Prop 8 Appeal Lacked Standing: SCOTUS - California Case Law
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Prop 8 Appeal Lacked Standing: SCOTUS

The long awaited gay marriage case, Hollingsworth v. Perry, ended in a procedurally dramatic way on Wednesday, with the Supreme Court vacating and remanding the Ninth Circuit's decision based on a lack of standing.

In a 5-4 decision, the Perry court determined that private parties do not have standing to defend the constitutionality of a state law "when state officials have chosen not to," reports the Huffington Post.

Though this case was not decided on the merits, it does have long-standing (no pun intended) consequences for gay marriage in California.

Standing? Oh Wait, We Needed Standing?

The petitioners in Perry were a group of California citizens who were concerned with the state's refusal to defend the constitutionality of Proposition 8 (Prop 8), but ultimately no differently situated than any other citizen of California.

The Supreme Court has stated before and affirmed in Perry that it wouldn't consider a "generalized grievance" sufficient to confer standing, despite how aggrieved the Prop 8 proponents may feel.

The High Court backhanded the Ninth Circuit for attempting to certify the question of Article III standing to the Prop 8 proponents, reminding everyone that states cannot give parties who lack standing "a ticket to the federal courthouse."

Article III standing is the province of the federal courts, so despite what the California Supreme Court certified in Perry v. Brown, the petitioners still don't present any injury or interest that would constitute standing in federal court.

Stay on Gay Marriage Order

In early 2010, the Ninth Circuit placed a stay on the enforcement of Judge Walker's decision in Perry v. Schwarzenegger, which effectively froze gay marriage in California while the case was litigated up to the Supreme Court.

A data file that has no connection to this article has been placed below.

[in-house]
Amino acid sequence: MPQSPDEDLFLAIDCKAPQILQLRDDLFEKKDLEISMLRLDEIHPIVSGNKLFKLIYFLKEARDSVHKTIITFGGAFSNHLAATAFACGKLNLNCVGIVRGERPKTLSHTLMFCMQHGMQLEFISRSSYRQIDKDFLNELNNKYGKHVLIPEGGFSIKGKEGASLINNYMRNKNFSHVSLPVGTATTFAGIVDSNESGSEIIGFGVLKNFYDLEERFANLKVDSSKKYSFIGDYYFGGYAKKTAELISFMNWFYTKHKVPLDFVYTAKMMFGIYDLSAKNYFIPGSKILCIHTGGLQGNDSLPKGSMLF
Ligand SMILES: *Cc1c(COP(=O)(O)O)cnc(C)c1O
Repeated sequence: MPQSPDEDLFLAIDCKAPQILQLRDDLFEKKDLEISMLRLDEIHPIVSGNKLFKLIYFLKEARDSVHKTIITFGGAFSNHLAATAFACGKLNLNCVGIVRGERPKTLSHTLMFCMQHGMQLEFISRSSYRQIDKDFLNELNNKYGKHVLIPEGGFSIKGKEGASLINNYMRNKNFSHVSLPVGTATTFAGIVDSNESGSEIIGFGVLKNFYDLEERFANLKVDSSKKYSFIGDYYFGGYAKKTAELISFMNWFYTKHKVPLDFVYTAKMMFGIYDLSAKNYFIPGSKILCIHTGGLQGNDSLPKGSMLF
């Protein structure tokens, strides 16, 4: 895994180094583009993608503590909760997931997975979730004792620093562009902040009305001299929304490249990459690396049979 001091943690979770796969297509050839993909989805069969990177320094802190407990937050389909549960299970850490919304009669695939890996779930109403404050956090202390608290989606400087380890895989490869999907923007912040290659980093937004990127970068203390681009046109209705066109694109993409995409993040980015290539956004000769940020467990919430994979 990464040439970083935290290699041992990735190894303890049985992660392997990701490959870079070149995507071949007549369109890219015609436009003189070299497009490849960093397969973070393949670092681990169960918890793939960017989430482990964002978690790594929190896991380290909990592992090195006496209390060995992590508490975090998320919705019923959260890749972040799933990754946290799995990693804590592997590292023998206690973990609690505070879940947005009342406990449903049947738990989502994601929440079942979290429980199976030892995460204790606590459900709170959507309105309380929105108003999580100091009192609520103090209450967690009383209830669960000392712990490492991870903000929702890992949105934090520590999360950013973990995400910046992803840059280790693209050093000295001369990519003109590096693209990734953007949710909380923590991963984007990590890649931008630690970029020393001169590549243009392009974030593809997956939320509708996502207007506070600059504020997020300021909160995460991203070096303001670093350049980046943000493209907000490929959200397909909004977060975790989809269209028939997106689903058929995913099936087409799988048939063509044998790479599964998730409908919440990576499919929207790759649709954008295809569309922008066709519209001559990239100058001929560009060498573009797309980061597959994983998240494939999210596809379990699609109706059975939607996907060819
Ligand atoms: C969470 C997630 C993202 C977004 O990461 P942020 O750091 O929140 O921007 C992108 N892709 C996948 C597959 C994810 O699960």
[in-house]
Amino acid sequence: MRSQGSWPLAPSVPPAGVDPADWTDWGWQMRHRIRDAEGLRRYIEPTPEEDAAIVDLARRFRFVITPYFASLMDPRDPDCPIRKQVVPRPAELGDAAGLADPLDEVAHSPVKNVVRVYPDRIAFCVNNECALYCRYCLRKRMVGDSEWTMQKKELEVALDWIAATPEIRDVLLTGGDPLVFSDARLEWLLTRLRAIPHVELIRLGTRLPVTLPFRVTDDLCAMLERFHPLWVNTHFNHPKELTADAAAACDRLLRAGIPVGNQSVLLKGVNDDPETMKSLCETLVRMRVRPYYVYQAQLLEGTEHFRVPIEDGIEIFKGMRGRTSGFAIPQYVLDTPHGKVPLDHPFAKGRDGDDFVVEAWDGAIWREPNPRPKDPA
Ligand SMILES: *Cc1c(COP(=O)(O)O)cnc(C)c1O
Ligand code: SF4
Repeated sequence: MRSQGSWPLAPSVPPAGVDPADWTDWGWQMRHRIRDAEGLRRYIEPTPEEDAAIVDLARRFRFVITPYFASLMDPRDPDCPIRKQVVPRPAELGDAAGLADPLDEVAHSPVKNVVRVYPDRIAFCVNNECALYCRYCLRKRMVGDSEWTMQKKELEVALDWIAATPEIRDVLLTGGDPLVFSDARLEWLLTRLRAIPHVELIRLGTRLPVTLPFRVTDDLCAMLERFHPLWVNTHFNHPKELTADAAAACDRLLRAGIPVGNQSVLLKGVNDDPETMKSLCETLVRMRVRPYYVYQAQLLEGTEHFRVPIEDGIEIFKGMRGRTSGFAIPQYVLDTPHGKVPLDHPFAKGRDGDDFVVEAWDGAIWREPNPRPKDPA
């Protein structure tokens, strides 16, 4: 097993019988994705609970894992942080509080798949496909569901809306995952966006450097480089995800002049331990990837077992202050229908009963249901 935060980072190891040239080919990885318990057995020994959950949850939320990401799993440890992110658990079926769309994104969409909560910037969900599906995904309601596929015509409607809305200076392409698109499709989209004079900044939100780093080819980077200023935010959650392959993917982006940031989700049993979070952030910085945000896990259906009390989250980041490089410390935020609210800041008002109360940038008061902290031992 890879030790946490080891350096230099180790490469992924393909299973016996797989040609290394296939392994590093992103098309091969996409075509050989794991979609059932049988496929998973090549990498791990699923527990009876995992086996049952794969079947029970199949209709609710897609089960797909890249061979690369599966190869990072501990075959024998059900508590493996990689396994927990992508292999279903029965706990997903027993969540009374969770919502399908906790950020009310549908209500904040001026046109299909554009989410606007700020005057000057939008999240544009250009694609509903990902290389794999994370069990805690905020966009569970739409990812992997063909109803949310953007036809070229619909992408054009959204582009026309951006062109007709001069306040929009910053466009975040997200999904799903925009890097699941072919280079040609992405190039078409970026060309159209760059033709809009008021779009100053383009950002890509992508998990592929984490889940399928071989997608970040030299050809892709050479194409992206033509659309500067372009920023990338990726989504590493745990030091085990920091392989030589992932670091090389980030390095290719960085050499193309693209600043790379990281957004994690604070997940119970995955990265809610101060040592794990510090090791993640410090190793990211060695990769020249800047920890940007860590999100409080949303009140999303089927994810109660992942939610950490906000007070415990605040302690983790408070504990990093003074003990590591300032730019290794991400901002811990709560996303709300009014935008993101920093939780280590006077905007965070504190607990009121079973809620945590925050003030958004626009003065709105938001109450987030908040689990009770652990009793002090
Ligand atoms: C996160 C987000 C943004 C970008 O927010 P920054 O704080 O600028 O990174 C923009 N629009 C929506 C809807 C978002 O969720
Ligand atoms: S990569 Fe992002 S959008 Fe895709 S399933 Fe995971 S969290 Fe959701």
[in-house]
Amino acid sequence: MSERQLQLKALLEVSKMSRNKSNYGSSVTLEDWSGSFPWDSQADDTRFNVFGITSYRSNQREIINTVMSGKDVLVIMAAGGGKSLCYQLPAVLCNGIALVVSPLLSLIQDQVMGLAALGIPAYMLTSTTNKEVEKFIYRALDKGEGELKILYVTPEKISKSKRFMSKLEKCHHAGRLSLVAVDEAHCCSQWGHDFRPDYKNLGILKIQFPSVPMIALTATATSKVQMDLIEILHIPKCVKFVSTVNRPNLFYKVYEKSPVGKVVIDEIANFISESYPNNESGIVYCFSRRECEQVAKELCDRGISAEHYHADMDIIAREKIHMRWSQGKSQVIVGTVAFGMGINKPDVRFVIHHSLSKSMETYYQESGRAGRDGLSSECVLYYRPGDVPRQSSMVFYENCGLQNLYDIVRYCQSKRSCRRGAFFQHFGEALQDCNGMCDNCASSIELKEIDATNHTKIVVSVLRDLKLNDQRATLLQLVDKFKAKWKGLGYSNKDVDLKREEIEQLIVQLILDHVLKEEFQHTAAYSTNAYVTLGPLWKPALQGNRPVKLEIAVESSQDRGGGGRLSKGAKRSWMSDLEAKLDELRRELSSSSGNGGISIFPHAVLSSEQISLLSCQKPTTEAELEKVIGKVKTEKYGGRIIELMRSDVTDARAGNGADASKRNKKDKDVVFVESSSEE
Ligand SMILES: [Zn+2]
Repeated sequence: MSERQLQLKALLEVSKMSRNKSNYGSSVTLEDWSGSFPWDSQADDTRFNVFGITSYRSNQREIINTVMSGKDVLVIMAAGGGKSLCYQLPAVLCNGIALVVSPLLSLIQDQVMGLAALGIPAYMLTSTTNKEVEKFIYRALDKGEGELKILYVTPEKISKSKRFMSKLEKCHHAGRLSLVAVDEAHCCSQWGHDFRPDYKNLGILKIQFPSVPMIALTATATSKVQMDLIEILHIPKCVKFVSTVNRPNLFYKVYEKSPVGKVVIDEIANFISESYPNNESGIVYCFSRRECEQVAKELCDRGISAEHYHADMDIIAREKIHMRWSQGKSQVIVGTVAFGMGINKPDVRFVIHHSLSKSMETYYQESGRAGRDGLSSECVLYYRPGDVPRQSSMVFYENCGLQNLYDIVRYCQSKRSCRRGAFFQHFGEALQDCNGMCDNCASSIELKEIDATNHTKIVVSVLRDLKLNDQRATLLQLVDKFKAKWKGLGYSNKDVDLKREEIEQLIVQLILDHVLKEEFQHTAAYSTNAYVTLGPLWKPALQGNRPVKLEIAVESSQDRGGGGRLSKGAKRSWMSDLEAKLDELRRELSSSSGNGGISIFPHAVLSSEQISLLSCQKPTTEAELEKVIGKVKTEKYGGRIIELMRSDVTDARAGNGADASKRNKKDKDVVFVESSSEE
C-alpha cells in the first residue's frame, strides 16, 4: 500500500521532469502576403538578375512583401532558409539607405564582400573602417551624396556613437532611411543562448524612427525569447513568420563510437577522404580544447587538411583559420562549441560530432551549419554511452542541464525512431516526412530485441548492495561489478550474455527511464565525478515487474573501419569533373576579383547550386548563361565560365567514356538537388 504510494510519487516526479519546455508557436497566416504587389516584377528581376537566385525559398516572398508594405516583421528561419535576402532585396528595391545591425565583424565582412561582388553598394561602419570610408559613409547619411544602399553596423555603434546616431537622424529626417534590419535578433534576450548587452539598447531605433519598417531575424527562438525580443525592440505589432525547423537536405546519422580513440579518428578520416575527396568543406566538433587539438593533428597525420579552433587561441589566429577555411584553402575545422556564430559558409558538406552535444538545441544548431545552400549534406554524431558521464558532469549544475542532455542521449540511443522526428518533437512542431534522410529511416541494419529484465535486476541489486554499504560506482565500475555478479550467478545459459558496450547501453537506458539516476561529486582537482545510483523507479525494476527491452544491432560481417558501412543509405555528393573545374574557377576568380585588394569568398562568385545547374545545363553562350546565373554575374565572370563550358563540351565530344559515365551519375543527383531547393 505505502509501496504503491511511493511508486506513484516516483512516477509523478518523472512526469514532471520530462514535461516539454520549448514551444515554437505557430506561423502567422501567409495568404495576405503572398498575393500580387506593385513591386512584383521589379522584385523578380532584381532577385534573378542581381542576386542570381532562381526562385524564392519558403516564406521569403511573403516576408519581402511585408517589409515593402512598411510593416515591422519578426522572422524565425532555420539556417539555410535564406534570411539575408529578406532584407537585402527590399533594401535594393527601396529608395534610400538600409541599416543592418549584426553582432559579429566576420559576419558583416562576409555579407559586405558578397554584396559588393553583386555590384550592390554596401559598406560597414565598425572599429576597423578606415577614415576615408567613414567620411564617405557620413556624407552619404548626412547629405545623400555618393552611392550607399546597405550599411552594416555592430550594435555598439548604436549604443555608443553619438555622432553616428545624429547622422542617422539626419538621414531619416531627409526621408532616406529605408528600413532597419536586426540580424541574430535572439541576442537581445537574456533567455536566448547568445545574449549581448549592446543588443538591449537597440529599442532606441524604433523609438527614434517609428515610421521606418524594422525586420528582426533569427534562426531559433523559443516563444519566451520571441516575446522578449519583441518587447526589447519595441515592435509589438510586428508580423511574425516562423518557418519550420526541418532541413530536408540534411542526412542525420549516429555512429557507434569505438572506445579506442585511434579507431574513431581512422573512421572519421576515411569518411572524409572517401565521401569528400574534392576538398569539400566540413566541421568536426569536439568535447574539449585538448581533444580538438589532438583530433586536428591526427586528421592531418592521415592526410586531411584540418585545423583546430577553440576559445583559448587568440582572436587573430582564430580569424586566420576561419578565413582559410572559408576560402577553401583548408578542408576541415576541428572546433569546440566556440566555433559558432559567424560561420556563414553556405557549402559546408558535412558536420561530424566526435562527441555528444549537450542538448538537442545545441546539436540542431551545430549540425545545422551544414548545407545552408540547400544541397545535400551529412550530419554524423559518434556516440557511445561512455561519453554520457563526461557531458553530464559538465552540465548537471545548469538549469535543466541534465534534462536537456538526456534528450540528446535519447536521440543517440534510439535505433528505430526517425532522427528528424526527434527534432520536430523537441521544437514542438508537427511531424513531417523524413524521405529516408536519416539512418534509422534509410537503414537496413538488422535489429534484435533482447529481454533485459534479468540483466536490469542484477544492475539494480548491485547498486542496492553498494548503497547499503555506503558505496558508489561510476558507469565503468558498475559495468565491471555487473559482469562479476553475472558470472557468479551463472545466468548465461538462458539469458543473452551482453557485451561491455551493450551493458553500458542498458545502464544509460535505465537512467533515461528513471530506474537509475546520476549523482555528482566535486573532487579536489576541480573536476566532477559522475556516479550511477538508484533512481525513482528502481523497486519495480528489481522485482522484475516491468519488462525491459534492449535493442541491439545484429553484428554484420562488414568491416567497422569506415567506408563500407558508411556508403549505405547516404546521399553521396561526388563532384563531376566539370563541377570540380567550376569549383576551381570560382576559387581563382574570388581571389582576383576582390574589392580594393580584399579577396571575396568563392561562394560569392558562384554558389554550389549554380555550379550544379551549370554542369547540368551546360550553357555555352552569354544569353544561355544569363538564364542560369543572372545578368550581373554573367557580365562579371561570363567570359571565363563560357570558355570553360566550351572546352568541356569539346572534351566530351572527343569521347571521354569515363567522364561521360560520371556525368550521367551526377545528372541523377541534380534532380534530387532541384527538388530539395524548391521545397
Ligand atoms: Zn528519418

Now that the Perry Court has vacated the Ninth Circuit's ruling on standing and remanded it back to the Ninth, the next step should be lifting the stay on the district court's judgment.

As the Los Angeles Times reports, Supreme Court decisions usually take 25 days to become final, and Governor Jerry Brown is "expected to enforce Walker's order statewide" sometime next month.

Tired of Waiting at the Alter

As Kate Kendell of the National Center for Lesbian Rights said more bluntly of Prop 8 this morning, many Californians are sick and tired of waiting for marriage equality.

To be frank, nothing has stopped California state officials from ignoring the state's official laws on marriage, like former San Francisco mayor and now Lt. Governor Gavin Newsom did when he started marrying gay couples back in 2004 at San Francisco City Hall.

Those Prop 8 proponents still upset with the Supreme Court's decision in Perry (which included the gay marriage-prickly Scalia in the majority) may attempt to limit Judge Walker's order to only those plaintiffs named in Perry, but based on the constitutional findings of Judge Walker's decision, it seems unlikely to succeed.

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